Driving on the M1 Southbound I came across an electronic overhead sign that read:
TO M6 VIA M69
The intention of this sign was to inform motorway users that it would take 15 minutes to reach the M6 motorway should they travel the 17 miles by going via the M69 which connects both routes.
By being able to travel this 17 mile journey in 15 minutes assumes that your speed must be averaging just over 60 mph (i.e. approximately a mile per minute). Ordinarily this would have been very useful information, but at that particular time the overhead gantry speed signs were flashing ’40’ MPH, and the actual speed, due to SWOT (sheer weight of traffic) and congestion at a major confluence of two motorways, was less that 10 mph. It made me reflect on the incongruence of these signs, and question what was the point of an ‘informational’ device that is clearly giving incorrect information? What I really needed to know was the ETA under the road conditions that prevailed at that time and surely the sign should be dynamic and take its inputs from what is actually happening on the motorway in order that it gives accurate and helpful information?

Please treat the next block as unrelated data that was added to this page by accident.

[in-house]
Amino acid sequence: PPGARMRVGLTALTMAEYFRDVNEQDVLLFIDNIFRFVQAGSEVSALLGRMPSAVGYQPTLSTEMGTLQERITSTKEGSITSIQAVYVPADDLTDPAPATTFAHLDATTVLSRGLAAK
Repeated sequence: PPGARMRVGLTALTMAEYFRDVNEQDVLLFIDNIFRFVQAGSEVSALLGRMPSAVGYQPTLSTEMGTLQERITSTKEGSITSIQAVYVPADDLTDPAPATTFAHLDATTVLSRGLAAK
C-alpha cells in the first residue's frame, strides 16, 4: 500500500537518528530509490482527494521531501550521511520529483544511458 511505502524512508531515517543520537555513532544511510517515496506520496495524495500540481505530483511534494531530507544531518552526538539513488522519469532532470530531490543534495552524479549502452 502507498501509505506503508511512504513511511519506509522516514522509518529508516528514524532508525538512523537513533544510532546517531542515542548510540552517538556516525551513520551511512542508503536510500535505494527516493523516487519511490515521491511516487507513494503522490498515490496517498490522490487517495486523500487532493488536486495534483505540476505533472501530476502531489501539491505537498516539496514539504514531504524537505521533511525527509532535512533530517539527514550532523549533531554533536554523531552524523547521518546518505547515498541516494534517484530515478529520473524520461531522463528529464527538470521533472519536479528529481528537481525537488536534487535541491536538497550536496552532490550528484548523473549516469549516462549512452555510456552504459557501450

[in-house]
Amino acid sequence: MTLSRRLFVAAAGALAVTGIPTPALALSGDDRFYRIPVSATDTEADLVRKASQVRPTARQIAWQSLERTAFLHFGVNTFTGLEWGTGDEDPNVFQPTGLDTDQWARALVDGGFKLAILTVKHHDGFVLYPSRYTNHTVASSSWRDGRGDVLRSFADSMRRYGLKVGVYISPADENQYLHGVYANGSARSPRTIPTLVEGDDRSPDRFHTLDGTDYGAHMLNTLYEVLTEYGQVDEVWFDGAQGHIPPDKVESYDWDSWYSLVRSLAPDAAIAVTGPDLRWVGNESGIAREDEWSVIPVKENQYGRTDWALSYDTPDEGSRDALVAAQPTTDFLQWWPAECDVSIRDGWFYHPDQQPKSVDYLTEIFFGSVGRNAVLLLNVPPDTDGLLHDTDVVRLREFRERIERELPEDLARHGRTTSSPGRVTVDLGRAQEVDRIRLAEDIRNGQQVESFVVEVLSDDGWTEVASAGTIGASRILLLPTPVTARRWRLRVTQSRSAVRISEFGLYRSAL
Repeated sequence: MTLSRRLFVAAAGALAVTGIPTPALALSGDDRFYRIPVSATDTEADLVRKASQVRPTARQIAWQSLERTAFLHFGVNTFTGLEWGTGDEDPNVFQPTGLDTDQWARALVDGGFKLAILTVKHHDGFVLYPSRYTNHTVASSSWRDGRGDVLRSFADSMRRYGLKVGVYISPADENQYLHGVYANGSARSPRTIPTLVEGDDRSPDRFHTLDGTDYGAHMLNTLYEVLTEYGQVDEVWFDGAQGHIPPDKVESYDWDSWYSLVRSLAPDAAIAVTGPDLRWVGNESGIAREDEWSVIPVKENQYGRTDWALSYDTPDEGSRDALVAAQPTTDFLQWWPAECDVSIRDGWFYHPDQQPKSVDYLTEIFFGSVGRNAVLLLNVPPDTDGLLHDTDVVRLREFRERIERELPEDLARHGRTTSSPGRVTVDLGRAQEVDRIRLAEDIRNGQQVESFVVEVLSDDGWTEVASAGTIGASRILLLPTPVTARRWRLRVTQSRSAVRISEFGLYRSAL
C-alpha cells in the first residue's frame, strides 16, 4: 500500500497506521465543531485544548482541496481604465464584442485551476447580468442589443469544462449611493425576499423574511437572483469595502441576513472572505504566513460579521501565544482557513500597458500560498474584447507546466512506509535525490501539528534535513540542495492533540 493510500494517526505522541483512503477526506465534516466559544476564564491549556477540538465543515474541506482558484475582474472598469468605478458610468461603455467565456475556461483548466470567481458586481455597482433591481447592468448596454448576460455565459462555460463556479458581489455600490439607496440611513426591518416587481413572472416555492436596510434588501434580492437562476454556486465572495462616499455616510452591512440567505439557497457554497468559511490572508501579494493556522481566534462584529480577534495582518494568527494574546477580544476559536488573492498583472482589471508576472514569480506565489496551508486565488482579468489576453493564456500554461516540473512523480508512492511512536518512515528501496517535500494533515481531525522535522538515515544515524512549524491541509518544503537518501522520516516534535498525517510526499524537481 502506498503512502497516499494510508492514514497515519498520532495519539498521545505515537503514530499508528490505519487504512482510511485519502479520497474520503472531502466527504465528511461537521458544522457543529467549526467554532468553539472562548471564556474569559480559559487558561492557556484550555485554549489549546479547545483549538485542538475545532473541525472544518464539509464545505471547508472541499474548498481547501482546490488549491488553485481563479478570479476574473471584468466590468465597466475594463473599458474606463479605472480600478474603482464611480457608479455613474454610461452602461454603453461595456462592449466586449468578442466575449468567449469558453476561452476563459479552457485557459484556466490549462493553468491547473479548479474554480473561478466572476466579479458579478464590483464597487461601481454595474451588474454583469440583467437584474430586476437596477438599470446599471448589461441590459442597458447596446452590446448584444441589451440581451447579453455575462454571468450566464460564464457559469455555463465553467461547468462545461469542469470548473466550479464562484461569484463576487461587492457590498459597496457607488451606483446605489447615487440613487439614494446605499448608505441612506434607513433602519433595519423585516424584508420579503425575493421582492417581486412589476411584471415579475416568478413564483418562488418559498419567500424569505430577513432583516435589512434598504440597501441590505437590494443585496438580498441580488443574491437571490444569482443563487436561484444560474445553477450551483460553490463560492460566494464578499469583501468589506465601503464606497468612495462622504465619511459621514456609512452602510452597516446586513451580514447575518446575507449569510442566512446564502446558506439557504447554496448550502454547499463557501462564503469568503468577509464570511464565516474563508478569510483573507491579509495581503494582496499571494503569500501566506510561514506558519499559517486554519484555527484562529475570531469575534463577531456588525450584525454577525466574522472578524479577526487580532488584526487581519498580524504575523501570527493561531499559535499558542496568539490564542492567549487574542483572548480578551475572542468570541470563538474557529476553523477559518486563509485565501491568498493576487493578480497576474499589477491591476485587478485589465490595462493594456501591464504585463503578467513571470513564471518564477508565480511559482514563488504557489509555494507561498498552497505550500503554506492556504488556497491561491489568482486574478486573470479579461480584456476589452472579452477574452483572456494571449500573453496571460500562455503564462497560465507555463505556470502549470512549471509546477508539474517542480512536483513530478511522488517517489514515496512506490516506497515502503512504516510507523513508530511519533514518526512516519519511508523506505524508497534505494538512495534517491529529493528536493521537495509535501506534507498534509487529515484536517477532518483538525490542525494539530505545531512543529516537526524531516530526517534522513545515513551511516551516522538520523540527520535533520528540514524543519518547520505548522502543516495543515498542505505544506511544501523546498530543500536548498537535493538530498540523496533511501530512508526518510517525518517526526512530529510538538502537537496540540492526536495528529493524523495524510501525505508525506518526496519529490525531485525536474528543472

Having recently acquired a BlackBerry the immediacy and ‘always on’ nature of information, when you have constant access to it as opposed to the natural time delay until the next time you fire-up your laptop, has heightened my awareness to the inappropriateness of some of the information we receive. Three examples:
Amazon sending me special offers to purchase Dan Browns new book ‘The Symbol’ when I had already pre ordered it from them several weeks earlier and was expecting it to be shipped automatically when available. So although Amazon can tell me what books ‘others who also bought this book’ have purchased they can’t recognise what I have already purchased. Or Pink Elephant Business Parking at Heathrow Airport sending special offers for parking but not recognising that my car was already in their safe keeping at Heathrow T5 Business Parking having been pre-booked several weeks earlier and their number plate recognition system had automatically matched my arrival at the car park to the pre-arranged booking.